The Revenger's Tragedy

Thu 5th – Sat 7th December 2013


Emily Brearley-Bayliss

at 11:38 on 6th Dec 2013



3DTC’s rendition of the classic Jacobean drama ‘The Revenger’s Tragedy’ was the perfect mixture of grimly macabre murders, complicated family politics and black, satirical humour. With a death toll to rival the bloodiest of Shakespeare’s tragedies, Edward Cherrie played the part of Vindice with a startling conviction - his barely-repressed anger and longing for revenge was a joy to watch throughout. All of the cast were very adept at handling the language of the play; so many student productions struggle to get to grips with the complex language of drama from this period, but fortunately there performers weren’t fazed. With the exception of one or two moments, where actors tripped over their words in their eagerness, the poetic fluidity of the language was allowed to come through.

The decision to add some modern touches to the play worked overall, though the sudden production of a mobile phone in the second half was slightly incongruous and unnecessary. Scene changes were backed by a medley of chart music, which served to add to the sense of excess and debauchery that surrounds the house of the Duke (Philippe Bosher). Pegah Moradi was mysterious, dangerous and vulnerable as the Duchess, embarking on an affair with her stepson Spurio (Iain Stewart).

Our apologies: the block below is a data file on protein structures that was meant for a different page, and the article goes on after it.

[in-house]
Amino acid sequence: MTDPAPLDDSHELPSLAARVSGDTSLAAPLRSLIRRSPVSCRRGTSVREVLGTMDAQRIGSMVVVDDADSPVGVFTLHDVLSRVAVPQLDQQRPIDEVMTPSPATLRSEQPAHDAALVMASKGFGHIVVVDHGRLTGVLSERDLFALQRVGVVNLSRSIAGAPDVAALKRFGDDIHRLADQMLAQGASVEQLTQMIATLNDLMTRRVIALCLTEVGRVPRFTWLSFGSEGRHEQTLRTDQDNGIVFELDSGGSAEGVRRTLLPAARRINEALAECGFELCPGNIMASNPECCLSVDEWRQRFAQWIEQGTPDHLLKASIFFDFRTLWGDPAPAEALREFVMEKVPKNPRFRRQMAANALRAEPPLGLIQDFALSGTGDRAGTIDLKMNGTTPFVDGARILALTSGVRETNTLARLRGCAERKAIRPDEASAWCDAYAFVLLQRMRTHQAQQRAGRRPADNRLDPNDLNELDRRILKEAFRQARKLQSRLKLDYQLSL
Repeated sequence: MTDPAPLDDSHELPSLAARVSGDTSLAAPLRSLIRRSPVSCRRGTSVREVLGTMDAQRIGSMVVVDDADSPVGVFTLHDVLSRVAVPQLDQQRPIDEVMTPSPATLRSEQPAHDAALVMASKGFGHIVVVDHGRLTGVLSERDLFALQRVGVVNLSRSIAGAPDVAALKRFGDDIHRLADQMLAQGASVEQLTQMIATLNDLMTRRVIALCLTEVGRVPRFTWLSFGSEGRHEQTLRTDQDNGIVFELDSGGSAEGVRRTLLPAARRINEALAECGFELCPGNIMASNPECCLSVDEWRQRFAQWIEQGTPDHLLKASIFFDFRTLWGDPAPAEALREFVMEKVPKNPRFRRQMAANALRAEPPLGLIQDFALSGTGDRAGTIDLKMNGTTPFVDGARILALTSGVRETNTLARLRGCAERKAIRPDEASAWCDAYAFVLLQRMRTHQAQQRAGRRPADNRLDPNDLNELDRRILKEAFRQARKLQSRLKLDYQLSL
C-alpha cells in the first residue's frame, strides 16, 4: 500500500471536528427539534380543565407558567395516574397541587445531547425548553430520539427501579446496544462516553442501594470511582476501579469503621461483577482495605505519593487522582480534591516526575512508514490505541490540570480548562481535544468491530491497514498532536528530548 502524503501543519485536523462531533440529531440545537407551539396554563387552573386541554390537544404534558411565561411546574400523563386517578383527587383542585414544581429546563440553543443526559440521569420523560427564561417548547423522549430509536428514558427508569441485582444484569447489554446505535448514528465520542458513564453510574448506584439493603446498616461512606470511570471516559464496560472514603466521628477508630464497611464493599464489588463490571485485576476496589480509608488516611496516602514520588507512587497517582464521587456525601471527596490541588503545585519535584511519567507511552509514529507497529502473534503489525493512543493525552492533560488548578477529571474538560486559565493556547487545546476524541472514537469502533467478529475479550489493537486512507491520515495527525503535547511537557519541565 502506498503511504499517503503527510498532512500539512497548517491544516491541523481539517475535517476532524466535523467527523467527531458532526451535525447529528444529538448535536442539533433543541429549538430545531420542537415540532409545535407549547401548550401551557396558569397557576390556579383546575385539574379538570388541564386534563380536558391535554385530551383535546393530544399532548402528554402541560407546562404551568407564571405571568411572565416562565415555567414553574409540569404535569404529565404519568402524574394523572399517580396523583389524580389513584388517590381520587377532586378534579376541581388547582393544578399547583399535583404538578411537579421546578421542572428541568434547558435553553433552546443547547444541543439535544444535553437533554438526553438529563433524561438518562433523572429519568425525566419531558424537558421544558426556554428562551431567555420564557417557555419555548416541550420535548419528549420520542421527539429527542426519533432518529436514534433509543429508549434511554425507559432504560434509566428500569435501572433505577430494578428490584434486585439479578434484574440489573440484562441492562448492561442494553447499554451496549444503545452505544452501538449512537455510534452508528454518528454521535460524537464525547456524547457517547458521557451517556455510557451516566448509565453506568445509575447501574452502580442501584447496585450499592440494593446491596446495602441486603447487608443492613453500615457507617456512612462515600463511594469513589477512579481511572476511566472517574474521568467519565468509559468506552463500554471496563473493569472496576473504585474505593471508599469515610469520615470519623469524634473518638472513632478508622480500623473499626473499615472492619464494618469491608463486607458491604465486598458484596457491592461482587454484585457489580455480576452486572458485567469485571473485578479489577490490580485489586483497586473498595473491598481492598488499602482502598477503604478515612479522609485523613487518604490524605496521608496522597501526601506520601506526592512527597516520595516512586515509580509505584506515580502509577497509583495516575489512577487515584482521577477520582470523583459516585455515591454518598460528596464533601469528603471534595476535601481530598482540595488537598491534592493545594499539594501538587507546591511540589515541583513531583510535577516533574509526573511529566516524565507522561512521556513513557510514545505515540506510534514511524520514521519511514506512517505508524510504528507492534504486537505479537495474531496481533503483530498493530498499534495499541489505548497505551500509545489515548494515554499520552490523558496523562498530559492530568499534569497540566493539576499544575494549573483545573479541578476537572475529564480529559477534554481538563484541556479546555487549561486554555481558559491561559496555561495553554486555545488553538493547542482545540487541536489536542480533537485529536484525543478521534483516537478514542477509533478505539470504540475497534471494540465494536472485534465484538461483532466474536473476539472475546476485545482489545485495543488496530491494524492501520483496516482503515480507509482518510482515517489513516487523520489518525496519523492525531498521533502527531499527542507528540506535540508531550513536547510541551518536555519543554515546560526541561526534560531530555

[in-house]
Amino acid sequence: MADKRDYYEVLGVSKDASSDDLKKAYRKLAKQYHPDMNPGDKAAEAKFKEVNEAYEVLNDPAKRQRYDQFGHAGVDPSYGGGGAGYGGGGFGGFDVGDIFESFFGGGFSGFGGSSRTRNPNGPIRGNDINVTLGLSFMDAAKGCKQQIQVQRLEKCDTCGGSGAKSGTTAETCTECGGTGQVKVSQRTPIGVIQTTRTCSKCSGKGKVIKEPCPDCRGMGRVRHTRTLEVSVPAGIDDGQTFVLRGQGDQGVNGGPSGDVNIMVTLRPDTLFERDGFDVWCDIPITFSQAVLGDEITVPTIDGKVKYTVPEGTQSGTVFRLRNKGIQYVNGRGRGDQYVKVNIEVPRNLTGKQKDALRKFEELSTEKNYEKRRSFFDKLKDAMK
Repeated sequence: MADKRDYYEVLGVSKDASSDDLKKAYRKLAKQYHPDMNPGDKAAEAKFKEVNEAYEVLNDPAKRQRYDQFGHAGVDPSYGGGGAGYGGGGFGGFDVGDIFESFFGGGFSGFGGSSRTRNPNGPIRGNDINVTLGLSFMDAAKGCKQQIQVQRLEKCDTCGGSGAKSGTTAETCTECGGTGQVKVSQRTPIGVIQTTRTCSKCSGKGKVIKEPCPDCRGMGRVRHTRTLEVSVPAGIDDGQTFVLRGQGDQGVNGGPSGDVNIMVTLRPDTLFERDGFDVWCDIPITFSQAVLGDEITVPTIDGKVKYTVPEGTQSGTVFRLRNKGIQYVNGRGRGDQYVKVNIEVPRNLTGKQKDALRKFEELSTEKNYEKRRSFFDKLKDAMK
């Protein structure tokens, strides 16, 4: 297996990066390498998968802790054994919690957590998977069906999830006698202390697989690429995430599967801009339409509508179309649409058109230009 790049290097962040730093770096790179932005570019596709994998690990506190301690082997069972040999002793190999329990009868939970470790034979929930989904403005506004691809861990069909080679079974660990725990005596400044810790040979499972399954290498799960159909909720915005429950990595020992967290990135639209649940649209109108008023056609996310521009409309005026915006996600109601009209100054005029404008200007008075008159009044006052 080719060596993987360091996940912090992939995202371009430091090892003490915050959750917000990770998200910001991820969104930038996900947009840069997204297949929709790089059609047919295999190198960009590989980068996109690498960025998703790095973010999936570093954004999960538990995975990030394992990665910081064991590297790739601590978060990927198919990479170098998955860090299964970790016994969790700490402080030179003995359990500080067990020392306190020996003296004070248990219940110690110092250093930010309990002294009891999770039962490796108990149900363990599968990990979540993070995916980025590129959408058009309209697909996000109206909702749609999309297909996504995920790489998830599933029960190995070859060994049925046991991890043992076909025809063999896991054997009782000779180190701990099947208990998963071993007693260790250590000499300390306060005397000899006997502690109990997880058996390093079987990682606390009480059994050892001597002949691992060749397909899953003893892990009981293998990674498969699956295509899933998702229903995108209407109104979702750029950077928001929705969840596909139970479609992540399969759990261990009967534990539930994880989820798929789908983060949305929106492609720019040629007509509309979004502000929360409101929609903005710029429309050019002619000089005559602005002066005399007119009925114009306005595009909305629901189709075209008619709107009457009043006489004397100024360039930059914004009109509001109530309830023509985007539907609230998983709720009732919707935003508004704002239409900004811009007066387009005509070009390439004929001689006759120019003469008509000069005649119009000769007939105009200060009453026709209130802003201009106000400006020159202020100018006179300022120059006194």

The dichotomy between the blood and violence of the murders and the comedy that comes from dramatic irony and witty, well-delivered lines was very well negotiated. The theme of masks and putting on a face that is not your own that runs throughout the play was expertly conveyed by the minimalist use of props. A skull wearing grotesque make-up and the masks in which the Vindice and Hippolito carry out the murder of Lussurioso were all that was needed to make this point. The large amount of scenes that required only one or two actors to be on stage at a time meant that each and every performer needed to get it right. The soliloquies were all well delivered, but special credit must be given to Bosher, as his speech gave depth and gravity to a previously average character.

Overall this messy and complex drama was done justice by 3DTC’s cast and crew. A minimalist set and lighting techniques meant that the focus was put on the performances of the actors, who all did a great job. A few slip-ups and the unnecessary modernisation of the production were minor problems compared to the effect of the play as a whole.



Phillipe Bosher; 6th Dec 2013; 11:43:34

Thanks for your kind review! Just so you know, my name was spelled incorrectly in the programme, so your misspelling is understandable. - Phillipe :)

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